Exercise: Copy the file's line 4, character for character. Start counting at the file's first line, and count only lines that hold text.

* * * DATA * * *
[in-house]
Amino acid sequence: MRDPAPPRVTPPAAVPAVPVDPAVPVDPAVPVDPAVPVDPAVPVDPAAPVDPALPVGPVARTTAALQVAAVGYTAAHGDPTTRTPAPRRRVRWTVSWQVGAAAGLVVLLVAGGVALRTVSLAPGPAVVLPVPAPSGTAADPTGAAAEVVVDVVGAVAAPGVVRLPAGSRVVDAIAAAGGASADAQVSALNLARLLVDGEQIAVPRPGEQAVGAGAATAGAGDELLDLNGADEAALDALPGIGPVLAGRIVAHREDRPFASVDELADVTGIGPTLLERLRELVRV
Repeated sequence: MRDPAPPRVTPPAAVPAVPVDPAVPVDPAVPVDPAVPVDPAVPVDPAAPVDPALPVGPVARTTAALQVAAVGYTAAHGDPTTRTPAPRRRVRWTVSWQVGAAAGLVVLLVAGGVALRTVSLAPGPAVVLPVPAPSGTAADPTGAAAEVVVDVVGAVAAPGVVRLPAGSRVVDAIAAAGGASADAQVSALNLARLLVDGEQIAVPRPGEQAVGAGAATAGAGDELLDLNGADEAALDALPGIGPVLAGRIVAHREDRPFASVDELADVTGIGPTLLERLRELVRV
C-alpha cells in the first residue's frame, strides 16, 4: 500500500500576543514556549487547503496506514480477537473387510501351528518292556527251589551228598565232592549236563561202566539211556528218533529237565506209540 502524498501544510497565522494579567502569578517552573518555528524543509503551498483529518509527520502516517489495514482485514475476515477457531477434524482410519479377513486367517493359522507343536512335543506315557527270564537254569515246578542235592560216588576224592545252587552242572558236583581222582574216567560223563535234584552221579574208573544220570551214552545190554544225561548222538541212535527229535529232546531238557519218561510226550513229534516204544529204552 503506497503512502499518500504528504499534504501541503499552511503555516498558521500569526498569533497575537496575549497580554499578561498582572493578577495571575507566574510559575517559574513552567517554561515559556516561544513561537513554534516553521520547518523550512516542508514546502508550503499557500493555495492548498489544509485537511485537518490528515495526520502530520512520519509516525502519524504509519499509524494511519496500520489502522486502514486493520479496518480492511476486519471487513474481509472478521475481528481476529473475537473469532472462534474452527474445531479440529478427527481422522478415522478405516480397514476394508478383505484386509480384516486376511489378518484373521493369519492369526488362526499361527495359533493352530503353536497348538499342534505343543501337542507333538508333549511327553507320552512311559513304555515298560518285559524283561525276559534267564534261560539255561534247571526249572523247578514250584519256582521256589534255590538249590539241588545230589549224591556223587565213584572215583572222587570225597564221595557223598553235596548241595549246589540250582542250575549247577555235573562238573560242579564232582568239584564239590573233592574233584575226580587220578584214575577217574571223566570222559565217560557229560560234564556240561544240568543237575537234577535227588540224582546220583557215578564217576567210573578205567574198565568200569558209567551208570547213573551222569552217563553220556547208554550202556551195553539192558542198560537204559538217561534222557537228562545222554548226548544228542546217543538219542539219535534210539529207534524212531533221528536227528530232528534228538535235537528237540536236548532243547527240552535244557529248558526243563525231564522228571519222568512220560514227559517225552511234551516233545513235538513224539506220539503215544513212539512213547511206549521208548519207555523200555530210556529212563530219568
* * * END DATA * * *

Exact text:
C-alpha cells in the first residue's frame, strides 16, 4: 500500500500576543514556549487547503496506514480477537473387510501351528518292556527251589551228598565232592549236563561202566539211556528218533529237565506209540 502524498501544510497565522494579567502569578517552573518555528524543509503551498483529518509527520502516517489495514482485514475476515477457531477434524482410519479377513486367517493359522507343536512335543506315557527270564537254569515246578542235592560216588576224592545252587552242572558236583581222582574216567560223563535234584552221579574208573544220570551214552545190554544225561548222538541212535527229535529232546531238557519218561510226550513229534516204544529204552 503506497503512502499518500504528504499534504501541503499552511503555516498558521500569526498569533497575537496575549497580554499578561498582572493578577495571575507566574510559575517559574513552567517554561515559556516561544513561537513554534516553521520547518523550512516542508514546502508550503499557500493555495492548498489544509485537511485537518490528515495526520502530520512520519509516525502519524504509519499509524494511519496500520489502522486502514486493520479496518480492511476486519471487513474481509472478521475481528481476529473475537473469532472462534474452527474445531479440529478427527481422522478415522478405516480397514476394508478383505484386509480384516486376511489378518484373521493369519492369526488362526499361527495359533493352530503353536497348538499342534505343543501337542507333538508333549511327553507320552512311559513304555515298560518285559524283561525276559534267564534261560539255561534247571526249572523247578514250584519256582521256589534255590538249590539241588545230589549224591556223587565213584572215583572222587570225597564221595557223598553235596548241595549246589540250582542250575549247577555235573562238573560242579564232582568239584564239590573233592574233584575226580587220578584214575577217574571223566570222559565217560557229560560234564556240561544240568543237575537234577535227588540224582546220583557215578564217576567210573578205567574198565568200569558209567551208570547213573551222569552217563553220556547208554550202556551195553539192558542198560537204559538217561534222557537228562545222554548226548544228542546217543538219542539219535534210539529207534524212531533221528536227528530232528534228538535235537528237540536236548532243547527240552535244557529248558526243563525231564522228571519222568512220560514227559517225552511234551516233545513235538513224539506220539503215544513212539512213547511206549521208548519207555523200555530210556529212563530219568